Ok so I'm doing these posts a little out of order but with all the effort I've put into this post today I feel that its a fair trade ;) so this haze that I'm referring to started this morning when I started looking at the NyTimes and got trapped by my habit of opening a link in a new tab. Before I knew it I had like 20 tabs...then I started reading the tabs...and then just got lost in this spiral of news articles until NYTimes.com "saved" me and told me I had reached my limit of free news article. That is a problem I will have to address at some later date (most likely with a depletion to my bank account) because I don't think deleting my history works anymore...(dang). For the moment though it has saved me from myself.
Unfortunately Technorati does not have the same stringent limit that says "hey you! yea you, the one whose been sitting in front of the computer for the past hour (or two)...get off the internet and do something with your life!" No Technorati left me to fend for myself against the armies of information it hosts. See, we had to pick a blog to follow and I, being the picky person I am, was not going to follow just any blog. No, it had to be interesting and fun. So, to pick a blog, I looked at Technorati's (that's a really annoying word to type btw...from now on it shall be TR for short) list of top 100 Blogs (that is a LOT of blogs) so I would pick one blog...look at it's site and the articles it listed just skimming through the headlines to see if it would be interesting. Unfortunately for my day (which has been sufficiently wasted on Blog research) some of the articles were interesting, so I had this annoying habit of clicking on them...and reading them. Some of them had links to other things like videos or photos of the Best and Worst Grammy Dresses of All Time or the like loitering nearby. So then I'd get lost again. Then I'd eventually decide that this particular blog wasn't good enough and find my way back to TR to find another blog to get lost on. I repeated this process until I finally got bored (and hungry...I hope you know this little exercise has made me miss my lunch...I hope you're happy...totally just kidding) and decided to follow the Huffington Post because it offers the greatest variety of things to look into and read. I will most likely stay in the Tech section of the Huffington Post but will occasionally wander to other parts of the site as well.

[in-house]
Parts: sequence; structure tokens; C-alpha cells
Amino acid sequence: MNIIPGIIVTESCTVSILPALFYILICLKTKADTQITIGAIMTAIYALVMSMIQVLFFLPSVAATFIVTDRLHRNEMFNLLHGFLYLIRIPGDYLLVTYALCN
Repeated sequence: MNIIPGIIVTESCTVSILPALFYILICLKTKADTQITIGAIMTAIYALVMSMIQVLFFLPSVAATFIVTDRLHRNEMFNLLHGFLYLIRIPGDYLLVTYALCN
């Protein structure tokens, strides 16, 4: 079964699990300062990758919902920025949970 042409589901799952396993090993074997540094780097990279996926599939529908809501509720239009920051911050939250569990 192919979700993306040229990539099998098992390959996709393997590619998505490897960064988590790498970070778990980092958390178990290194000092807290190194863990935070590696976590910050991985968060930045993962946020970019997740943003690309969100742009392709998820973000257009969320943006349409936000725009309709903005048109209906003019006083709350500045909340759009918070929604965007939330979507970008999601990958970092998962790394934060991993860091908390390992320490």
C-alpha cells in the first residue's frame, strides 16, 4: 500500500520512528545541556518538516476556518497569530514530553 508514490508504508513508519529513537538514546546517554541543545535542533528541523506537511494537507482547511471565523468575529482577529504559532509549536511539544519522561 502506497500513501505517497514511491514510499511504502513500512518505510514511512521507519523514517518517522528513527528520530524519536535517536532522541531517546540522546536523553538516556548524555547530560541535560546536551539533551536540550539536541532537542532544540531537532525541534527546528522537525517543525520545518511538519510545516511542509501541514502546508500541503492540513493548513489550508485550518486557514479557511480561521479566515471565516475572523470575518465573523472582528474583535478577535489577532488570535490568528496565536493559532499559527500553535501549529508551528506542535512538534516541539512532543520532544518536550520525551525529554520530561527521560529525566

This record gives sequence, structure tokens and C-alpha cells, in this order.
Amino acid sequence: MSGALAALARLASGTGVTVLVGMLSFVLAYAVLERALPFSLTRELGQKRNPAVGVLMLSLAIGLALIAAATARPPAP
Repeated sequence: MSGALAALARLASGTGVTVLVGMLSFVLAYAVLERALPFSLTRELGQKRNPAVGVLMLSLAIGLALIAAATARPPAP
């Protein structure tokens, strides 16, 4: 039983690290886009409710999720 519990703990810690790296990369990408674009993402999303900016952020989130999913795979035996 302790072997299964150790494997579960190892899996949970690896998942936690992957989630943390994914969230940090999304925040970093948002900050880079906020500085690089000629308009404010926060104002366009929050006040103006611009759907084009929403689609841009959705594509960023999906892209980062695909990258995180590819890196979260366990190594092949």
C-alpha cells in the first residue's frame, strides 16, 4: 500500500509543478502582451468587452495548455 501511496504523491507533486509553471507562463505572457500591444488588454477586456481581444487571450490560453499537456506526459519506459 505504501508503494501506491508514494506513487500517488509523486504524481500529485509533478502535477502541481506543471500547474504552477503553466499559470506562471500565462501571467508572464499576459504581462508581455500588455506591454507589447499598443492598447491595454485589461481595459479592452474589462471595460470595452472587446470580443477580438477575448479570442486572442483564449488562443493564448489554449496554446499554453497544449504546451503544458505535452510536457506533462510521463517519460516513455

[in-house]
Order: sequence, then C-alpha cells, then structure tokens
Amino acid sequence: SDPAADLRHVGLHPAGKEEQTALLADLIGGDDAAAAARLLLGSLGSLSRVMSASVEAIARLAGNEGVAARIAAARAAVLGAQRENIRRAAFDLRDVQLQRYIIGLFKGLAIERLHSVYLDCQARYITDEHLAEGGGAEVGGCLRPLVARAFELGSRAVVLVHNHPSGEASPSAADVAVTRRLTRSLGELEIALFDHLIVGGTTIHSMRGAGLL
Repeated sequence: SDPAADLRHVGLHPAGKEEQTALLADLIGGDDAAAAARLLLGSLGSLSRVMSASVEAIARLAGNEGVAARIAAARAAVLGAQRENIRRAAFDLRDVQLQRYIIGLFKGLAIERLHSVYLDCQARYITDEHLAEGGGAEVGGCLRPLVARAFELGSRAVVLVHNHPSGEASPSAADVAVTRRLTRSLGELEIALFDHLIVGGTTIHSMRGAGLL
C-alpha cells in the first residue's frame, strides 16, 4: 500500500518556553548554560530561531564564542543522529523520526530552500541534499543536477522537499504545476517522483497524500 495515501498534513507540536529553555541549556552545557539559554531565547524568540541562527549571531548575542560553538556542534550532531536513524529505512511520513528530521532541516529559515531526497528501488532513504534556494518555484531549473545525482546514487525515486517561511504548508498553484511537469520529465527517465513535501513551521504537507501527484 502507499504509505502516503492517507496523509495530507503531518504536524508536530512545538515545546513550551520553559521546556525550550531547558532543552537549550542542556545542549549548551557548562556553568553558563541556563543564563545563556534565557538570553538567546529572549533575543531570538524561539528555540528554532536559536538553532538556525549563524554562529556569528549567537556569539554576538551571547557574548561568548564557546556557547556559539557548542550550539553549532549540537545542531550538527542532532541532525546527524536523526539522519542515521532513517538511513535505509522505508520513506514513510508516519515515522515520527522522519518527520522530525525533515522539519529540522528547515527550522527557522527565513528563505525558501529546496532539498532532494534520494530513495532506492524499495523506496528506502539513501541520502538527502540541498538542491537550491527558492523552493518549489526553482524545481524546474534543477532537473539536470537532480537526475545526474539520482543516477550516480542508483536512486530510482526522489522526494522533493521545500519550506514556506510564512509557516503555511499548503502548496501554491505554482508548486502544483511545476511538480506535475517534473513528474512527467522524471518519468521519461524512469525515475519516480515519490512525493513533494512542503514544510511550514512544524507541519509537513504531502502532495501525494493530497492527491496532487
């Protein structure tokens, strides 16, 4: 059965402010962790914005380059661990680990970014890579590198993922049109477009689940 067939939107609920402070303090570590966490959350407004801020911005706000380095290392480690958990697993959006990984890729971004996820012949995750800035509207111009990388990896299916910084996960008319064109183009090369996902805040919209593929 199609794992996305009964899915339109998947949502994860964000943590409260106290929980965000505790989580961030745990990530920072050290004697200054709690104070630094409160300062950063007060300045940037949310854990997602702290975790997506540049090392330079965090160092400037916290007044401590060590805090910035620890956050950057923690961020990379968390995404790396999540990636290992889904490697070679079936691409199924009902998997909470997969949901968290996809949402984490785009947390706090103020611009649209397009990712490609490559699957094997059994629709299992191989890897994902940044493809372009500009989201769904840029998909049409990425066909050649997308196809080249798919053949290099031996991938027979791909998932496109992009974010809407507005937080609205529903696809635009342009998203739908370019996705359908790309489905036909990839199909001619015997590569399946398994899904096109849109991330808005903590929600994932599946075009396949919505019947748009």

The problem with tech blogs is they tend to have a lot about new gadgets and things being put out...which is all good and interesting but I tend to like articles about Anonymous hacking the CIA or Cybercrimes or the Facebooker's IT-guy dad shooting his daughter's laptop after something she posted. (don't bother watching the video he posted...except for the last 20 seconds its pretty boring, and even then not worth the wait for it to download). So I guess I like articles about the politics of tech rather than the tech itself.
Anyway what have I noticed since Ive spent a great deal of time reading both the blogs and the newspaper?
The good bloggers read the news.
This seems obvious but it is kind of a revelation to me. I had kind of imagined that blogs and the Internet in general was sort of a revolutionary uprising against traditional media. That "hardcore" bloggers and Internet advocates were all for the Internet completely replacing traditional media. Alas, 'tis not the case. Blogs are just another bubble in Jeff Jarvis's flow chart of the "Me-Sphere". Some of the articles I looked at in the Huffington Post linked directly to an article in the New York Times (One I had already read earlier today...it made me laugh to see it again...Here's a link to it if you'd like to see it). Its like the Circle of Life but not. Now if you will excuse me, I'm going a little stir-crazy. I think I need to go run around outside or something....